At various points in my sight loss journey, I volleyed between acceptance and denial which are totally human and natural responses to trauma. Today’s post while written for GAAD (Global Accessibility Awareness Day), deeply touched me and is one of the reasons I created Bold Blind Beauty. When we talk about awareness a huge part of it is simply seeing us and respecting us as part of humanity. Awareness for anyone with a disability is not a trend, it’s our lives. The tools we use to live our lives represent strength, resilience, and independence.
The young woman you are about to meet today, Mady Amirah, has used her white cane for several years. What makes her post monumental is that this is the very first photo of her posing with her cane. She is a Boss! ~Steph
Monumental Moment: The Passage To Acceptance
For Global Accessibility Awareness Day, I’m posting my very first white cane picture. For those of you who don’t know, I’m visually impaired and was born with a genetic condition called retinitis pigmentosa (RP). Without this white cane, I would be royally screwed after sunset, in any dimly lit area, or in novel environments. Although I don’t like to admit it, I am an independent woman because of devices such as this. I definitely hope this opens up a door for more accessibility posts in the future.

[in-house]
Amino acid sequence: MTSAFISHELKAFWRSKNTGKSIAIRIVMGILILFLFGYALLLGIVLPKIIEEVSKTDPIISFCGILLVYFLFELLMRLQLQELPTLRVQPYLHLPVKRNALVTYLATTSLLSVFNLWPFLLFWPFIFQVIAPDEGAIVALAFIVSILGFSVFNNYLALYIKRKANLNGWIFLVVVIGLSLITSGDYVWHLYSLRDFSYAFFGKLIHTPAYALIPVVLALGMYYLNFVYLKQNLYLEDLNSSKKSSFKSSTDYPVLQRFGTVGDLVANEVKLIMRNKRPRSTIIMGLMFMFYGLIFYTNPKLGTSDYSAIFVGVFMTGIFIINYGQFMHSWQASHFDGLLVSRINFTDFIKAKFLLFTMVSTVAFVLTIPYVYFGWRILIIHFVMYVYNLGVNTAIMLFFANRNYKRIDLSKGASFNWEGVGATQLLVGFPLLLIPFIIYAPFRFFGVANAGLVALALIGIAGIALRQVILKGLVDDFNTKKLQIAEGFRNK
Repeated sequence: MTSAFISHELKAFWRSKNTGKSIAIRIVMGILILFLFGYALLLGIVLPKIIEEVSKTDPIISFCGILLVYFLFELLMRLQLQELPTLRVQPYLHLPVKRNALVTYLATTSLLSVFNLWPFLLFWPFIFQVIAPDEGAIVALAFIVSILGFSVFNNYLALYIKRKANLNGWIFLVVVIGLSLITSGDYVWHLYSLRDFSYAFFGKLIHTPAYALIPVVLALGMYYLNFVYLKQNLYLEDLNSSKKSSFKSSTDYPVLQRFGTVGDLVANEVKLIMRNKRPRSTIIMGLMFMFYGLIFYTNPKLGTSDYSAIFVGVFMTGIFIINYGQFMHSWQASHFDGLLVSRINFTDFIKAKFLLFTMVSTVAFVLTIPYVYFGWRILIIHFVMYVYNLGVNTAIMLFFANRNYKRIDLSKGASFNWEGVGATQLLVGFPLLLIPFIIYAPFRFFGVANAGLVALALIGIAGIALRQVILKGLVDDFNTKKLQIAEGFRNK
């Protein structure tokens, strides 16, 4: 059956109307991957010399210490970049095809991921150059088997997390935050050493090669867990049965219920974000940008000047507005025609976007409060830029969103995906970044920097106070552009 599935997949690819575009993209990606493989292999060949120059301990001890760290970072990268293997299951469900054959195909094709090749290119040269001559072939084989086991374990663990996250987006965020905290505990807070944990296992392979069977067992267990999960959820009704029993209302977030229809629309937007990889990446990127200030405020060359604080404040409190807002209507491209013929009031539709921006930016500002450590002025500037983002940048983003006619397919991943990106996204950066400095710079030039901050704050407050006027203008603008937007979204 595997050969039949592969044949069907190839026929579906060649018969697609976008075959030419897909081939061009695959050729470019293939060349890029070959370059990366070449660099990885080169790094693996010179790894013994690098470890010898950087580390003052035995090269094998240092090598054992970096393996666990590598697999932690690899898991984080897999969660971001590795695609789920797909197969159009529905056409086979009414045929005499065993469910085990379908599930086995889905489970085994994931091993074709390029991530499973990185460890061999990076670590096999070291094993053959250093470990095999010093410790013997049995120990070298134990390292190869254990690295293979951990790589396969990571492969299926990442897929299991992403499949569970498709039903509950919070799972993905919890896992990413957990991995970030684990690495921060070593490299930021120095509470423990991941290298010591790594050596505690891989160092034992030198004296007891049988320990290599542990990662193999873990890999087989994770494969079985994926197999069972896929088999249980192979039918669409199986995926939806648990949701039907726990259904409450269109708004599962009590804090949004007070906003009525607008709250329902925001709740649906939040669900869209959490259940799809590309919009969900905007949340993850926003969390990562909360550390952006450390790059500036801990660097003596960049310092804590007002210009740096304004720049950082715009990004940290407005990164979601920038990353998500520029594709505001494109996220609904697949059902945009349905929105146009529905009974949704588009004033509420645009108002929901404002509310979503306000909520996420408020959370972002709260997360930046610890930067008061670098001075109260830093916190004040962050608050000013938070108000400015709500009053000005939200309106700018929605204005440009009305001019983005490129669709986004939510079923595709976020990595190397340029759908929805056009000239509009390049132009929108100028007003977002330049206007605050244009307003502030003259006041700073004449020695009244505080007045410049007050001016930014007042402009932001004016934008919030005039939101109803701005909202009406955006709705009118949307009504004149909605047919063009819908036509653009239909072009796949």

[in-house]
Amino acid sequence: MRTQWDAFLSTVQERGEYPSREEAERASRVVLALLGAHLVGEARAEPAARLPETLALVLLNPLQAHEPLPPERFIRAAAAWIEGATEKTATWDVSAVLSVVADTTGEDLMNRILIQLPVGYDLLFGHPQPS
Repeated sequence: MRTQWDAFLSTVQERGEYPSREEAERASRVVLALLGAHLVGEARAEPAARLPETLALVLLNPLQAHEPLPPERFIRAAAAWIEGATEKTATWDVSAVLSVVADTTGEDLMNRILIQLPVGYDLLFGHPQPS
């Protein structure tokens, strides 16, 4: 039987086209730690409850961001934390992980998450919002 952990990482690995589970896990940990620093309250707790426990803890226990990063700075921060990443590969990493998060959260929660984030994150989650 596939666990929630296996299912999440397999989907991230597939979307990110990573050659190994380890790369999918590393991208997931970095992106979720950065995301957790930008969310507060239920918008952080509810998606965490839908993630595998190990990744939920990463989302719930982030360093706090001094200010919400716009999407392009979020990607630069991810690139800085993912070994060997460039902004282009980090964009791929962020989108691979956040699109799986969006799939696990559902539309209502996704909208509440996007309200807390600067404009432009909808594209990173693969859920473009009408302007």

Global Accessibility Awareness Day always gets me reflecting on how I am able to be the boss I am. It’s days like these when we are reminded of the importance of raising awareness, and it’s my goal to raise awareness for visual impairment every day of my life. I’m applying for my MA in special education to do just that. I’m starting a blog to use my experiences to inspire others.
P.S. This whole outfit is a Ross & Marshall’s mash up.
Can you remember your monumental (literal or metaphorical) white cane moment?
Connecting With Mady
- Instagram: @madyamirah
- Twitter: @madyamirah
- Facebook: @madyamirah
- Header: The Beyond Sight Magazine cover has a gray/white marbled background. The date & edition numbers are in the upper right corner in black ink. Mady’s photo is aligned on the right margin with the background appearing on the top, bottom, and left margin. In this photo, Mady is smiling, sunglasses atop her head, and holding her white cane while sitting on a cement wall. She is wearing a white tank top with blue jean shorts, sandals, and a mauve sweater exposing one shoulder. “Beyond Sight” is in large black text and a teal-colored circle with Mady’s name is in yellow text.